Hall's Frankenface is the result of an accident that saw him take a teammate's skate to the face during warm-ups. Then, to make matters worse, afterwards, his Mom mandated that he wear a helmet in future pregame skates.
Two things we learned Michael Yorkmark values in 2012: yogurt and follower counts. After getting into it with Devils fan Laura Rubino on Twitter, the Florida Panthers Team President sniped:
Granted, she called him an ass, but yikes.
The story took an uplifting turn, however. It was picked up by the Newark Star-Ledger, and Devils fans began to rally behind Laura. In the end, she received tickets to watch Game 6 of the Flyers and Devils' playoff series from a luxury suite in the Prudential Centre. Plus, she was the benefactor of a movement to get her as many followers as Yormark, so her opinion would finally be worth something.
Barch's Porte and OV-fueled "Jerry Maguire" moment only sort of made sense, but that was part of its charm. And, in the moment, with another bloody lockout in full swing, who didn't identify with Barch's frustrated, stream-of-consciousness venting?
Well, apart from the owners.
We've seen some amazing NHL-inspired pumpkin carvings over the years, but when it comes to unexpected troll factor, Brett Hull's "foot in the crease" pumpkin was something else entirely. "Happy halloween to all my friends in Buffalo!" Hull tweeted, with the picture-perfect recreation of the infamous goal he scored on Dominik Hasek that tops this post.
Sabres fans may technically have a case, but did they make that case via pumpkin? I didn't think so.
It's amazing how much difference a year makes. In 2011, Tim Thomas was a hero, and Roberto Luongo was the much-maligned chokey other guy, called unlikable by some, unable to do seemingly anything right. Then social media changed everything. On Facebook, Thomas became a divisive figure, espousing his support for Chick Fil-A and defending his decision to skip the Stanley Cup champion's ceremonial White House visit.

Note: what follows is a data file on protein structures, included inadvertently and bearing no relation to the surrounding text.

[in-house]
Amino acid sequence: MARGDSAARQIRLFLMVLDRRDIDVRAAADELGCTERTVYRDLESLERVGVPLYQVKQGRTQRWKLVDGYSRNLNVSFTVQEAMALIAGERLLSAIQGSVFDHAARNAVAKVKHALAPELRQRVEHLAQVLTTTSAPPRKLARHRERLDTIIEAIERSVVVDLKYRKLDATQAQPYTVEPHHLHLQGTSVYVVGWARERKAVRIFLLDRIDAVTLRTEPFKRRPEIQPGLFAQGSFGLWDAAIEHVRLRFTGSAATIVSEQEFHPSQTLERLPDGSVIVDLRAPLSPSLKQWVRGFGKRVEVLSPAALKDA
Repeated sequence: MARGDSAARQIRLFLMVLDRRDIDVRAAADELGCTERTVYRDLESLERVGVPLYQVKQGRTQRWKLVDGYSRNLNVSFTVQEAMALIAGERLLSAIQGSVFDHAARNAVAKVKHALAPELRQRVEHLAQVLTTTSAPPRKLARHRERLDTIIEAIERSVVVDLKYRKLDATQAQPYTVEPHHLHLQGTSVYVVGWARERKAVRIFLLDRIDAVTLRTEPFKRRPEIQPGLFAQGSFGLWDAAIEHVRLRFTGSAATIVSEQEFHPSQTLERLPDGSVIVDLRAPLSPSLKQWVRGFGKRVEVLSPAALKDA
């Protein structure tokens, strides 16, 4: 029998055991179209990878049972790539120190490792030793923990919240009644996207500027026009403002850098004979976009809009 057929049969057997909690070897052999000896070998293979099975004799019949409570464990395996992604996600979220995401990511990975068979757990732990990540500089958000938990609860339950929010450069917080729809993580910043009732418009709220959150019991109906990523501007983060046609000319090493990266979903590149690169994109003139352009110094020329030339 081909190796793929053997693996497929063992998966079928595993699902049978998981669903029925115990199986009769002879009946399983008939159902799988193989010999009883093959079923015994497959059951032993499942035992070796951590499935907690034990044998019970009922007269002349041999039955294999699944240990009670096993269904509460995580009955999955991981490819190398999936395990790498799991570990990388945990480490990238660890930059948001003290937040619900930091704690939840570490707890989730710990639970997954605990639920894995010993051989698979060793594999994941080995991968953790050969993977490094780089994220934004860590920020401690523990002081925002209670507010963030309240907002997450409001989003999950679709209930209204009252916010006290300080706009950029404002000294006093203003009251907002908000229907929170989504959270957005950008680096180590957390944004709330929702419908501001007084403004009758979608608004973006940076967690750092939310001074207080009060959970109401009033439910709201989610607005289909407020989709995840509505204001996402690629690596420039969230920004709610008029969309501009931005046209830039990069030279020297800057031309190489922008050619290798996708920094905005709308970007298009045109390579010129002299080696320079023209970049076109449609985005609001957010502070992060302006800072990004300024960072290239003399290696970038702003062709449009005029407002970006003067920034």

Luongo, on the other hand, quietly ran an anonymous Twitter account (as of yet unconfirmed officially, but it's him). And, as the year rolled on and it more and more evidence mounted as to who was behind @Strombone1 (partly because Luongo made it less and less subtle), we wondered how this guy's likability and sense of humour had managed to escape so many.
This post-election tweet pretty much summed up the year of shifting opinions for both goaltenders:
Not to be confused with the L.A. Kings' Stanley Cup run. The Kings came out of nowhere in the 2012 postseason, but so did their official Twitter account, which dropped some unbelievable wit and snark as the Kings racked up win after win. It started here, after the Kings took Game 1 of their first-round series with the Canucks:
And it never slowed down. By the time the Kings won it all, you could have argued that Dewayne Hankins and Pat Donahue deserved a few Conn Smythe votes.
They showed that a team Twitter account can have personality -- beyond unfortunate Tweetdeck malfunctions -- and they augmented the Kings' brand-building Stanley Cup win better than anyone could have anticipated. They were far and away our favourite thing to happen on Twitter in 2012.
Follow Harrison Mooney on Twitter at @HarrisonMooney